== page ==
A 1,500-year-old marble slab found on the eastern shore of the Sea of Galilee Wednesday provides the first real proof of ancient Jewish settlement in the area, archaeologists say. The large slab, which bears an Aramaic inscription in Hebrew script, was dug up on the eastern shore of the Sea of Galilee on Wednesday as part of an ongoing excavation in the ancient town of Kursi.
Experts say the slab probably dates to around 500 C.E., when the Hebrew alphabet was used by Jews and some local Christian communities. This suggest that Kursi was either a Jewish community or a mixed Christian-Jewish settlement. Researchers could only discern two words: “Amen” and “Marmaria,” the latter possibly referring to Jesus’ mother, Mary.
Take the sensational claims with a grain of salt. There needs to be a much more thorough study of this inscription before jumping to conclusions. The rest of the article can be found here:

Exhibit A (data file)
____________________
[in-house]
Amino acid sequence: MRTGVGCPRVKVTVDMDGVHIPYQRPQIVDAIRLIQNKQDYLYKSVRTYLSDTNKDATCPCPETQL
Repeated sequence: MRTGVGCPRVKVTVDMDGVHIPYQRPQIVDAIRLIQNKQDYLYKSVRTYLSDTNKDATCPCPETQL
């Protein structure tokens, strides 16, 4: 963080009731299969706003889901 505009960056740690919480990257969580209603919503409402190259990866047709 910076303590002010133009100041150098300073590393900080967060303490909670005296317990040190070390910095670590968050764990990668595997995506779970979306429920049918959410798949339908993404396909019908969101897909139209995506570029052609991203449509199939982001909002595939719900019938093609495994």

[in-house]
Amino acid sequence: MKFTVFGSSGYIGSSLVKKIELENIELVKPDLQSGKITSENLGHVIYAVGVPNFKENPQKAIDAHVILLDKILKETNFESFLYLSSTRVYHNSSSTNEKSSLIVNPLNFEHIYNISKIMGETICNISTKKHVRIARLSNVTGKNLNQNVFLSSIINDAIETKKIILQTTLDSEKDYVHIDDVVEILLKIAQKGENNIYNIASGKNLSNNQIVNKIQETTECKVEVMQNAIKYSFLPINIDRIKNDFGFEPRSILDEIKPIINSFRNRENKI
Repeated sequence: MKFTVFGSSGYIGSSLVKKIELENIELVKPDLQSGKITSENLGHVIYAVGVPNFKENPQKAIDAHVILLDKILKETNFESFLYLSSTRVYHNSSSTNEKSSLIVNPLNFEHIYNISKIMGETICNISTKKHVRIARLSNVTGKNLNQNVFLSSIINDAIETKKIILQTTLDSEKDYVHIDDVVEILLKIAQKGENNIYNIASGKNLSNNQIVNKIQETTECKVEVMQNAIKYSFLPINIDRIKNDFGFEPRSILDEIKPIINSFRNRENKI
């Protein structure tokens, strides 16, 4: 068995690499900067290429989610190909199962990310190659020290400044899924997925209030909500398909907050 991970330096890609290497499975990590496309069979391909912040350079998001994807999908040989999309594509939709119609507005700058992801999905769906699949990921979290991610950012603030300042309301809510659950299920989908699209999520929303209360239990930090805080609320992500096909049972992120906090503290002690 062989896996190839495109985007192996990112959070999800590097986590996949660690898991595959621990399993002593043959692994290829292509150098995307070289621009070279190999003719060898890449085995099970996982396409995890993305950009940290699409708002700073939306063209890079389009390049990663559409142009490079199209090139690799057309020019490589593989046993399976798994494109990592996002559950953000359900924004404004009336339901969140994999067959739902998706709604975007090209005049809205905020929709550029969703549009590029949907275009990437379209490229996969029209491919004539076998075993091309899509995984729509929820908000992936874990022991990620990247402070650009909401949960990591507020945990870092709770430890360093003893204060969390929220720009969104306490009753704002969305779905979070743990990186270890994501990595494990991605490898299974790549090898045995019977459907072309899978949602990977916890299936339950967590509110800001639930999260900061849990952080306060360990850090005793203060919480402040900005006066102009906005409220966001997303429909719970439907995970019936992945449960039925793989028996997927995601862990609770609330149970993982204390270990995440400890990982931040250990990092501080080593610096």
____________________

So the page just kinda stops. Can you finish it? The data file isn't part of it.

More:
Update: From what I can see, it truly is in Galilean Aramaic. The orthography is what I’d expect to see (the plene spelling in words like סייע [“helps”] and use of ה for final a vowels like what looks like אתרה [“the synagogue” or “the place”] and יקרה ד [“the honor of”]). Unfortunately, it’s so cracked and crumbling it’s hard to make out full sentences. I’m really looking forward to seeing some better pictures. 🙂